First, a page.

Most Afghan parliamentary election results announced

Results have been released from all but one of Afghanistan’s 34 provinces in September’s parliamentary elections.The outcome in Ghazni has been delayed after indications that not a single candidate from the largest ethnic group, the Pashtuns, had won a seat.Officials also disqualified another three winning candidates due to alleged fraud, taking the total number ruled out to 24 (one in 10 MPs).The results have been delayed by an electoral fraud investigation.Many of President Hamid Karzai’s favoured candidates did not do well in the vote and the Pashto-speaking majority in the old parliament has now disappeared.Supporters of the president have been warning that if Pashtuns feel disenfranchised that could mean more recruits for the Taliban.

The outcome’s credibility will be watched closely by the US and Nato, whose leaders have been re-examining their long-term commitment in Afghanistan.More than 10 weeks after the election, the Independent Election Commission (IEC) had promised to release final results.But IEC chairman Fazil Ahmad Manawi told a news conference in Kabul on Wednesday: “Only one constituency, which is Ghazni, is pending and that is due to technical problems.”Results from the other 33 provinces were posted on the commission’s website.”With all the shortcomings it was a major success for Afghanistan,” the IEC chairman added.Correspondents say it is difficult to analyse the results, given that there are no standard political parties in Afghanistan.Most of the 2,500 or so candidates were independents whose main allegiances are ethnic.Out of 249 seats which make up the lower house of parliament, or Wolesi Jirga, 238 have now been decided, said the IEC.It added that Ghazni’s result would be announced within days, but did not rule out a re-run in that province.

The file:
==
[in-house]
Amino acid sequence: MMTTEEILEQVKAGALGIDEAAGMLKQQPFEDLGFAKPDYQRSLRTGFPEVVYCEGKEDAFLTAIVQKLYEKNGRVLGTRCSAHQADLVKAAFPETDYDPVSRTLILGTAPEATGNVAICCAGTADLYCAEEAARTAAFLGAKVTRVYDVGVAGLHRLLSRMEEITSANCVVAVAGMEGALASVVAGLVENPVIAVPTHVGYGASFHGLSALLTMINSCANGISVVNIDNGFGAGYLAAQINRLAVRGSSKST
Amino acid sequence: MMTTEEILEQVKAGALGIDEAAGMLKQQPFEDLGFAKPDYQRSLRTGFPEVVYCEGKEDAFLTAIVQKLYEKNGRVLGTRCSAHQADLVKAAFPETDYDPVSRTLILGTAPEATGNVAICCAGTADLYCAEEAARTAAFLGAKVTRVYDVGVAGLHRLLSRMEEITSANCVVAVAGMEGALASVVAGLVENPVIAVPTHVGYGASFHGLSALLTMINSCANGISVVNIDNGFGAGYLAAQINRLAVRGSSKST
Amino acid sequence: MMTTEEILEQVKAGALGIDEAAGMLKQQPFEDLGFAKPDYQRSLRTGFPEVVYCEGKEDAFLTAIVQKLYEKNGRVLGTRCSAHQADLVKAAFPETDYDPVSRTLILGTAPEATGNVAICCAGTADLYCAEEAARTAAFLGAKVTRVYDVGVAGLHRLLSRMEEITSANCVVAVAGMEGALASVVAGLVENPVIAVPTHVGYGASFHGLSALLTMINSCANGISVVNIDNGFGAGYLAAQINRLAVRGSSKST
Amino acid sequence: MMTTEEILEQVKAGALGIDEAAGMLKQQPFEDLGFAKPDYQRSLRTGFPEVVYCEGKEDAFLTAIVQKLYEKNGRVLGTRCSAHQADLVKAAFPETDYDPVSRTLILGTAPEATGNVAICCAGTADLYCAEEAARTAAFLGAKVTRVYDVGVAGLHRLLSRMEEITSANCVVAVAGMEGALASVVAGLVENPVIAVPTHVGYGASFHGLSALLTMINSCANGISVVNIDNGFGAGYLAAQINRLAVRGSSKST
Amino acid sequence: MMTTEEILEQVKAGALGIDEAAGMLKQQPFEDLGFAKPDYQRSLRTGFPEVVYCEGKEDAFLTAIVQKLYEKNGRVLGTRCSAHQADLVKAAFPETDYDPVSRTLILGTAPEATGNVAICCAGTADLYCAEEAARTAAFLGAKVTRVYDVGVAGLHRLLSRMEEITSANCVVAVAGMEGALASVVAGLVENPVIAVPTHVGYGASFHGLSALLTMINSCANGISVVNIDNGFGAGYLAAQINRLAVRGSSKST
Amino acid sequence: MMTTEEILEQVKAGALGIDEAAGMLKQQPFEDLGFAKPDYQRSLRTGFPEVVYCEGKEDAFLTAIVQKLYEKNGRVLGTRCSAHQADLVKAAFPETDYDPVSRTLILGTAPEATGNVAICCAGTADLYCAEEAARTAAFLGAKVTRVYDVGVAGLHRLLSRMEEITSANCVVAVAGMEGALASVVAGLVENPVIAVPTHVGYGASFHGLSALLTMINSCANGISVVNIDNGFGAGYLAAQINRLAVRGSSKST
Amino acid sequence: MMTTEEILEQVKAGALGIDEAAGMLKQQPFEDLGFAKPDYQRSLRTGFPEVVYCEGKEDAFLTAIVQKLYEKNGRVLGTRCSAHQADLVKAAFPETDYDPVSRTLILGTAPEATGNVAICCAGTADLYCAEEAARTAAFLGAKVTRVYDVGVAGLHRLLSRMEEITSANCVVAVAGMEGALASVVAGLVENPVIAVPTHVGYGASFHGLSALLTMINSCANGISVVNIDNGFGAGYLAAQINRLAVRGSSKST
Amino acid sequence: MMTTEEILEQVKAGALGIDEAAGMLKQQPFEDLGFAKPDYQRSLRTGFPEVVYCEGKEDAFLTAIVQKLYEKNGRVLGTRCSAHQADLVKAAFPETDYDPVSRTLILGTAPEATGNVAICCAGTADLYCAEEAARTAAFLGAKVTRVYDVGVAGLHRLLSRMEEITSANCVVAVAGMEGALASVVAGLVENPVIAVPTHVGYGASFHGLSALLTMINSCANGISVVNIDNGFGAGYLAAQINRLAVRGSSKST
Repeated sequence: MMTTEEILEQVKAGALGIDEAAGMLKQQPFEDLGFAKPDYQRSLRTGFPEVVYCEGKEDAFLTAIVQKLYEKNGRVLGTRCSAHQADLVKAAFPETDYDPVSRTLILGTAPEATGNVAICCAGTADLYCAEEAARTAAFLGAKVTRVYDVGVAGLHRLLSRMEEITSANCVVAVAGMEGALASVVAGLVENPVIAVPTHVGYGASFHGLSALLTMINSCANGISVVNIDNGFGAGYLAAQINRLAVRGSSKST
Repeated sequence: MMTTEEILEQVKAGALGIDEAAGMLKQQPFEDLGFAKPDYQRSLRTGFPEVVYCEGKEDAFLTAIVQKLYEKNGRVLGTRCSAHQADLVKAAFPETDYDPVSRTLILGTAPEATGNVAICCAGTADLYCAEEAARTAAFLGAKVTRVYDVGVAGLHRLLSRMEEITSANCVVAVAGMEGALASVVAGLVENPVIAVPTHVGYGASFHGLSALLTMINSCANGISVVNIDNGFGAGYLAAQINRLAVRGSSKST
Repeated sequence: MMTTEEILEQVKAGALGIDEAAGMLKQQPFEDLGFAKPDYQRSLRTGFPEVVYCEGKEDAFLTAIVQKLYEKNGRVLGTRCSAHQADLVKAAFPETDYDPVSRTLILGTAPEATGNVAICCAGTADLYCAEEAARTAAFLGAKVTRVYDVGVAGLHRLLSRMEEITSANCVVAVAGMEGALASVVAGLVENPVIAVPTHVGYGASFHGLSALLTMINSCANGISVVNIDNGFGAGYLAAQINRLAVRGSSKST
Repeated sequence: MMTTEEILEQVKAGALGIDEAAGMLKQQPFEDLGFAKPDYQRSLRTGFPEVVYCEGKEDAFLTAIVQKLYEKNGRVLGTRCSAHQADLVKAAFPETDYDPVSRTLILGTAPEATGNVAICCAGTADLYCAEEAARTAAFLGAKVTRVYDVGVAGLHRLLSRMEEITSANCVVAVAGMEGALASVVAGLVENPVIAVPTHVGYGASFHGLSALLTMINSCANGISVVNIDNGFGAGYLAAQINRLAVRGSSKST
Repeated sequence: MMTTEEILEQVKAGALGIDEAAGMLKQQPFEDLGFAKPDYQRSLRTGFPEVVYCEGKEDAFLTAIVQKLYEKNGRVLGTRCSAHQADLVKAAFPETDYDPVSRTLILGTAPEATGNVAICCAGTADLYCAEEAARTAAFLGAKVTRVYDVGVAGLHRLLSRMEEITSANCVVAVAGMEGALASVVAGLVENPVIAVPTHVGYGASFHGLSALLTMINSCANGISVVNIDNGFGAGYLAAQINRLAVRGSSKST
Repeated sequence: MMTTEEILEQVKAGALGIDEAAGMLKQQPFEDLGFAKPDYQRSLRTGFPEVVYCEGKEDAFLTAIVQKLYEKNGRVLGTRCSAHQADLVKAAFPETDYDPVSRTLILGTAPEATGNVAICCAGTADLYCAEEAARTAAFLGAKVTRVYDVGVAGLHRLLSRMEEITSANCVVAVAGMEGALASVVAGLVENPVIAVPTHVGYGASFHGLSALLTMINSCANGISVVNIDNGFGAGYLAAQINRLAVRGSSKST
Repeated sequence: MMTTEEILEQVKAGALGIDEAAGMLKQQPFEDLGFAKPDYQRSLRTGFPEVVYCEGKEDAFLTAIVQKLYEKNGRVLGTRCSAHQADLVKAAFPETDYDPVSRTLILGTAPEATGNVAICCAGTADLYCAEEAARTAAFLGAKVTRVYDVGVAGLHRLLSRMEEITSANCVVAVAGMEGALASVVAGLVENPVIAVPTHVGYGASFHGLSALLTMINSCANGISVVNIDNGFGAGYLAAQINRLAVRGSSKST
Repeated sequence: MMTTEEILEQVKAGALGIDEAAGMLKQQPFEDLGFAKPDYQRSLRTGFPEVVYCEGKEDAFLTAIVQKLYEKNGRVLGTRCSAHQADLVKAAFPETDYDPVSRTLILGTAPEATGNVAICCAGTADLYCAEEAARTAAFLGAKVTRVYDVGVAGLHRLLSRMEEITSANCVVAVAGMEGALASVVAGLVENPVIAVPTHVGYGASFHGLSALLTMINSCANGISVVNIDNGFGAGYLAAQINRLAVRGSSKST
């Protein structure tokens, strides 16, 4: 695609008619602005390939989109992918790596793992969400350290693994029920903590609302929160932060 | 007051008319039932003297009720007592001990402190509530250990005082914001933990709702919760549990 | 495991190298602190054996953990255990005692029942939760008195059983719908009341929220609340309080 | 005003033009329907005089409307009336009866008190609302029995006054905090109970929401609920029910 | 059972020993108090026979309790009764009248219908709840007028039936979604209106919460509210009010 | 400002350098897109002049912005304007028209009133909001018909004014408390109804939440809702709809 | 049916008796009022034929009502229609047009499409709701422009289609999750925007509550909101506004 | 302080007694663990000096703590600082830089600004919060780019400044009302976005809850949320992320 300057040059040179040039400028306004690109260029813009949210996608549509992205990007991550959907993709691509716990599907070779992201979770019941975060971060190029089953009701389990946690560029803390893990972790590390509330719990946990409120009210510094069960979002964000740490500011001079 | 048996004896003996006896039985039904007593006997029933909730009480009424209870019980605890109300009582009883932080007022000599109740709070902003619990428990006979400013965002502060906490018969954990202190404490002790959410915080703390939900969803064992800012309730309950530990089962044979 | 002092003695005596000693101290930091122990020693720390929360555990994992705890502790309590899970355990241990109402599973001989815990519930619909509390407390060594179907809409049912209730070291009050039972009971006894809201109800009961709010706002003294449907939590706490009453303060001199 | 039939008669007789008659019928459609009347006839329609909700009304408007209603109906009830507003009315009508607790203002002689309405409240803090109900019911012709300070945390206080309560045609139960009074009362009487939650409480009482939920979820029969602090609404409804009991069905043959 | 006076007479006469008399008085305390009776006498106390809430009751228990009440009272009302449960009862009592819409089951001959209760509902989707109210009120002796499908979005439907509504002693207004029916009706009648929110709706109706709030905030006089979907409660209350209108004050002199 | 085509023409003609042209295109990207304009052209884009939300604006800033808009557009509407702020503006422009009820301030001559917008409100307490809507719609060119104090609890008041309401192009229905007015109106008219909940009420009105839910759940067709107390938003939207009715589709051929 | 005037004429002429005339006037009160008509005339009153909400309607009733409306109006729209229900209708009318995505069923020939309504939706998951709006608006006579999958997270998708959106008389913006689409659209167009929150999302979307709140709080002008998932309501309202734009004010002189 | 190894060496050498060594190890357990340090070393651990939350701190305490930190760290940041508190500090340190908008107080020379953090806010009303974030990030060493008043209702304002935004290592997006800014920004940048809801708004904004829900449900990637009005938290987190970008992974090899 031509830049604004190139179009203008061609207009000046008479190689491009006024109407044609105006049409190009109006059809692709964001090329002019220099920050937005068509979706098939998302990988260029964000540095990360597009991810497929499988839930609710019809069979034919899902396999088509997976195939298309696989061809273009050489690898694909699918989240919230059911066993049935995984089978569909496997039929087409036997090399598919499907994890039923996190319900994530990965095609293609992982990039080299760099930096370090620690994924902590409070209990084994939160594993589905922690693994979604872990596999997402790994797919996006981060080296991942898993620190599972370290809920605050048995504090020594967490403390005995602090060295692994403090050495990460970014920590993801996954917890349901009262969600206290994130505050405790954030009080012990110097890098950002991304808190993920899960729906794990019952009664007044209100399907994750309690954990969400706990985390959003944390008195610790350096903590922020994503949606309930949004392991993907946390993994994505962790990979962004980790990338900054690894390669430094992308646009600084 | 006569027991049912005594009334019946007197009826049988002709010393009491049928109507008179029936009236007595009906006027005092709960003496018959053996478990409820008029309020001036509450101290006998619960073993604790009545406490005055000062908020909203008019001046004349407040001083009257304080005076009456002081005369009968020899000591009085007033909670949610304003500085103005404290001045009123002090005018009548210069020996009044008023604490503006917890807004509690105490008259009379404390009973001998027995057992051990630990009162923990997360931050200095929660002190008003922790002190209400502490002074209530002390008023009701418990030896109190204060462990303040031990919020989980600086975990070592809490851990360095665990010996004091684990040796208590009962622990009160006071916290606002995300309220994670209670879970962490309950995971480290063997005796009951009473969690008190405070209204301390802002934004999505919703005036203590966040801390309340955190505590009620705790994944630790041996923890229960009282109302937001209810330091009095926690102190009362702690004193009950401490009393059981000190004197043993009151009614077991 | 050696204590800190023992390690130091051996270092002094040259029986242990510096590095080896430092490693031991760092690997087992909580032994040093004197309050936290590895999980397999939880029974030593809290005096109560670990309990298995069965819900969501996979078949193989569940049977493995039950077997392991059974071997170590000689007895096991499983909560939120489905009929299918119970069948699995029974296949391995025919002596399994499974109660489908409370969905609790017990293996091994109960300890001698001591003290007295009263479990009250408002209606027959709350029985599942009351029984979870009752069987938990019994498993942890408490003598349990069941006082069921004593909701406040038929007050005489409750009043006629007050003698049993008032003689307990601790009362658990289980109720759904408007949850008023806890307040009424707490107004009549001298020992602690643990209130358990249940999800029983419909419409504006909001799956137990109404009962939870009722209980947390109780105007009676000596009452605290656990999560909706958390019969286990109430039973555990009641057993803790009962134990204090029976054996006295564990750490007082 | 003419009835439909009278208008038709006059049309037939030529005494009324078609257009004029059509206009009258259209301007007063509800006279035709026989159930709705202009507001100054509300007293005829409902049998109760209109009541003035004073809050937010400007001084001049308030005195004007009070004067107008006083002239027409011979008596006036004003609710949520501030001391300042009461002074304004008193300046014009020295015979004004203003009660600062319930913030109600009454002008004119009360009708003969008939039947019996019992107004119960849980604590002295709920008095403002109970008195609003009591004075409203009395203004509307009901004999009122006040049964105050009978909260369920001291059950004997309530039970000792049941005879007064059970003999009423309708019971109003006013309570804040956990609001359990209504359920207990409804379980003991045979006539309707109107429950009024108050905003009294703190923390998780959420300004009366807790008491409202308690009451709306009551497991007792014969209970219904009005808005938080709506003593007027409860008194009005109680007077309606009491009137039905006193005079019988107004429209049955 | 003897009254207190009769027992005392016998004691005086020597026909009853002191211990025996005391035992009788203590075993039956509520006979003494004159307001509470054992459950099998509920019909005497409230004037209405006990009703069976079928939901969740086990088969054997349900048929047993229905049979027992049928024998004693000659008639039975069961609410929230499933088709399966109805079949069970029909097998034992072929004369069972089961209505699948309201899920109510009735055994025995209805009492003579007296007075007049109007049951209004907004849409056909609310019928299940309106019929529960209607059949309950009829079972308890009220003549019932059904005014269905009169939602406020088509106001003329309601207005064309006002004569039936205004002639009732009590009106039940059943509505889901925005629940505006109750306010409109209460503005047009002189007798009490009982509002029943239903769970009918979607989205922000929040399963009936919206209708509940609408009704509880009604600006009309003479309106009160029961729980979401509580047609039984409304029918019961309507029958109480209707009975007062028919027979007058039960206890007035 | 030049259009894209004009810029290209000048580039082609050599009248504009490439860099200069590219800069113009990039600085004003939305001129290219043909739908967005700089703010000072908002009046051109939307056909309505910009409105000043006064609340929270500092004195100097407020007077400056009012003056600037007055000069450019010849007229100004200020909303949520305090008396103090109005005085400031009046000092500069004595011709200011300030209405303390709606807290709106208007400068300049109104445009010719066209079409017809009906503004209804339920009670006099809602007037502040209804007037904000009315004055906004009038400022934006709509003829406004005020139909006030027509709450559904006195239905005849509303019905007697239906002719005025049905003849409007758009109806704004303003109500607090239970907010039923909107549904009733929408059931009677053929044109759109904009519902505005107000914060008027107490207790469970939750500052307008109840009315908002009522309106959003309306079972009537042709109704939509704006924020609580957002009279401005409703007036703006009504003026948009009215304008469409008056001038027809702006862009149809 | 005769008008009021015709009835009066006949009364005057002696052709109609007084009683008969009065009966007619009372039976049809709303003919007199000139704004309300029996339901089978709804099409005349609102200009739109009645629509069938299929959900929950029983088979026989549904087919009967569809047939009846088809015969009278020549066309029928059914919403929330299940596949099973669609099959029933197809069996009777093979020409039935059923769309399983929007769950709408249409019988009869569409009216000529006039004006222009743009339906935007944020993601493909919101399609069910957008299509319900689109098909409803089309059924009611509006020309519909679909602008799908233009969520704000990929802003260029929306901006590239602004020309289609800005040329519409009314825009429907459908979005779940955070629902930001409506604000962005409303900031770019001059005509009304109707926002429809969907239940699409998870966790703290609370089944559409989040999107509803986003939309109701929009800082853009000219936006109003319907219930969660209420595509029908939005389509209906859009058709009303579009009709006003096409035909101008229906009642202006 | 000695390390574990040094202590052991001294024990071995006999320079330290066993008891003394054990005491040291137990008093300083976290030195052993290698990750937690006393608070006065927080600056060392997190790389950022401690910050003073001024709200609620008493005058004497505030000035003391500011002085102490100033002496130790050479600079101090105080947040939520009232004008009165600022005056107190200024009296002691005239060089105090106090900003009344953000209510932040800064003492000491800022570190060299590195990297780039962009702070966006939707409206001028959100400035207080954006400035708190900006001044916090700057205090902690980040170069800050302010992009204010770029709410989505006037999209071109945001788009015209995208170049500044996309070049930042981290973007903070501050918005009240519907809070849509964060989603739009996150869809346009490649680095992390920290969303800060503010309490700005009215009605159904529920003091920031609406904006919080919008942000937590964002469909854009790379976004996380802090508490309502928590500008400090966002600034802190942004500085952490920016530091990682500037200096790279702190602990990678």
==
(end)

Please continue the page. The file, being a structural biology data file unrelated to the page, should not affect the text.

According to last month’s preliminary results, Hazaras won all 11 seats in Ghazni, even though they are the third largest ethnic group in the southern province and Pashtuns are in the majority. Pashtun leaders have said Taliban intimidation prevented them from voting.Disgruntled candidates, politicians and supporters have staged fresh protests calling for the election to be scrapped.A protest on a major highway from Kabul has left up to 5,000 commuters stranded in their vehicles since Tuesday in the northern province of Baghlan, its governor told the BBC.And in Kabul on Wednesday, about 150 people gathered outside President Karzai’s palace, calling for the election to be scrapped.The IEC has scrapped 1.3m votes as invalid – almost a quarter of those cast – because of irregularities.The poll was seen as a key test of stability, a year after the re-election of President Karzai was overshadowed by fraud.It was the war-torn country’s second parliamentary election since the 2001 US-led invasion and turnout was about 40% – Bbc